Last October, we learned that the “brains” of a voting machine in Adams Township, Michigan had gone missing. Now we know a little more about what happened to it.
The scan unit tablet, which hosts sensitive election data and vendor software, went missing shortly after Michigan Secretary of State Jocelyn Benson banned Adams Township Clerk Stephanie Scott from overseeing municipal elections. Scott had allegedly refused to run accuracy tests on the voting machine due to unfounded fears that it would erase 2020 election data.
Reuters reported this week that the equipment was found by the state police locked away in a cabinet in Scott’s office.
Scott was also reportedly involved in a second election security breach. According to Reuters, the Republican clerk had handed confidential voter data to an information-technology expert named Benjamin Cotton.
Cotton appears to be a recurring contact for multiple people involved in breaches: In a sworn statement for an Arizona lawsuit, he said that he’d examined election systems in Coffee County, Georgia, and Mesa County, Colorado — the sites of two high-profile election breaches over the past year.
Scott’s lawyer Stefanie Lambert Junttila disclosed the second breach in an affidavit back in July, though it was first reported by Reuters this week. Junttila is another regular in the coordinated national attack on election security: Trump lawyer Sidney Powell enlisted the Michigan attorney as part of her “Kraken” team to verify the debunked claim that the 2020 election was rigged against the former president.
As Scott’s legal representative, Junttila cast Cotton as an expert who analyzed the township’s voting data for irregularities. That data was pulled from the township’s electronic pollbook, which holds confidential information such as voters’ drivers licenses and birthdays. Scott admitted to handing the data to Cotton in a board meeting on August 8th, Reuters reported, citing a video it obtained.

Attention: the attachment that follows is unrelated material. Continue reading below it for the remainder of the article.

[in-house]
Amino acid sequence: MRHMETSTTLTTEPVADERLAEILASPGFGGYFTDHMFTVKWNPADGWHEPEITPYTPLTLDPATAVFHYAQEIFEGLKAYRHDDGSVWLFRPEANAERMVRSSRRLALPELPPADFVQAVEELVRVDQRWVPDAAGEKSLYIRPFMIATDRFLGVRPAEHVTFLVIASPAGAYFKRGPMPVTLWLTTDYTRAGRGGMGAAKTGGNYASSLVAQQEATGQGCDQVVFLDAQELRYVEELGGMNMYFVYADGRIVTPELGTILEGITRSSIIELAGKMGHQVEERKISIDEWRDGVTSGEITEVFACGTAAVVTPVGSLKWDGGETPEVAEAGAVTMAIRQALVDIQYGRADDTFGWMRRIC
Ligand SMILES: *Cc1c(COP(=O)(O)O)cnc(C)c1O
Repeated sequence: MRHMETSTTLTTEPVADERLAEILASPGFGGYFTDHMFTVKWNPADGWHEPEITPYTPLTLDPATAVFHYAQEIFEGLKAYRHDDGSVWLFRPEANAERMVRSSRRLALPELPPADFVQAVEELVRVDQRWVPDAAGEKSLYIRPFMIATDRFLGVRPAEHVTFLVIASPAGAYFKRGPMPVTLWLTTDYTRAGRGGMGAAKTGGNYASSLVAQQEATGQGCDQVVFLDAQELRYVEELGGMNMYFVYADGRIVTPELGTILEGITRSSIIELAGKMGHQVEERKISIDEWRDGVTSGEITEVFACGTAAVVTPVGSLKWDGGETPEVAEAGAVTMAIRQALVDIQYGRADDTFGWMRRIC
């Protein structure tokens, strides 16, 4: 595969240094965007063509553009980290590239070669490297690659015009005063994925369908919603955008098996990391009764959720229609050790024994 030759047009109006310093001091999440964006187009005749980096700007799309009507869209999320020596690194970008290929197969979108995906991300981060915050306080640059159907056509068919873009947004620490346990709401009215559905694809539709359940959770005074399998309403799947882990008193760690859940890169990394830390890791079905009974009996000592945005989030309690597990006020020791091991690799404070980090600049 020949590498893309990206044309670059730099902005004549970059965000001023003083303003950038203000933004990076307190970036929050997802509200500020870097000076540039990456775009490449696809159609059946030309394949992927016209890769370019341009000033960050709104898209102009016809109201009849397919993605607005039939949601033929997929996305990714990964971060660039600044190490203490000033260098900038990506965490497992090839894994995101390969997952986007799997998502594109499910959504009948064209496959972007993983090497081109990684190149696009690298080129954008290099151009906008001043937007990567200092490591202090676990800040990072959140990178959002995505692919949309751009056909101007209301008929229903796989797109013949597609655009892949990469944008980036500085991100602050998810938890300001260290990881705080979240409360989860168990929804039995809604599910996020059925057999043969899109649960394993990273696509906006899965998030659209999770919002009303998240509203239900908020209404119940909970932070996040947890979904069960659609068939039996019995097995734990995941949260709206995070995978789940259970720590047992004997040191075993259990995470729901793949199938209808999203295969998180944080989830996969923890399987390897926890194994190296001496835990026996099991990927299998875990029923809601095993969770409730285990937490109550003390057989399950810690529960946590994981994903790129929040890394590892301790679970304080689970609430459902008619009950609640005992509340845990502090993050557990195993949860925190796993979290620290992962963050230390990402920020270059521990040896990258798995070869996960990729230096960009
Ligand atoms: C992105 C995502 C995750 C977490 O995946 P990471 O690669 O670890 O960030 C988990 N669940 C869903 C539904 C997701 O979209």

Junttila later claimed on a conservative podcast that Cotton had found “strong circumstantial evidence” of a rigged election, but Hillsdale County clerk Marney Kast, who replaced Scott, denied the claim. “I am not sure what records Mr. Cotton was looking at,” she said, but the number of voters matched the number of names in the pollbook.
Scott and Cotton are being investigated by a special prosecutor in Michigan for their alleged attempts to gain unauthorized access to the equipment, alongside nine other people, Reuters reported.
In a June email obtained by the outlet, a detective recommended that the state’s attorney general consider unspecified charges against Scott for her role in one of the breaches.
The breaches fit into a growing pattern of threats to election integrity from poll workers nationwide. Michigan is one of a few states that has seen a spate of such incidents. Last week, for example, another Michigan man inserted his own personal USB drive into an electronic poll book in Kent County. He’s since been charged with two felonies.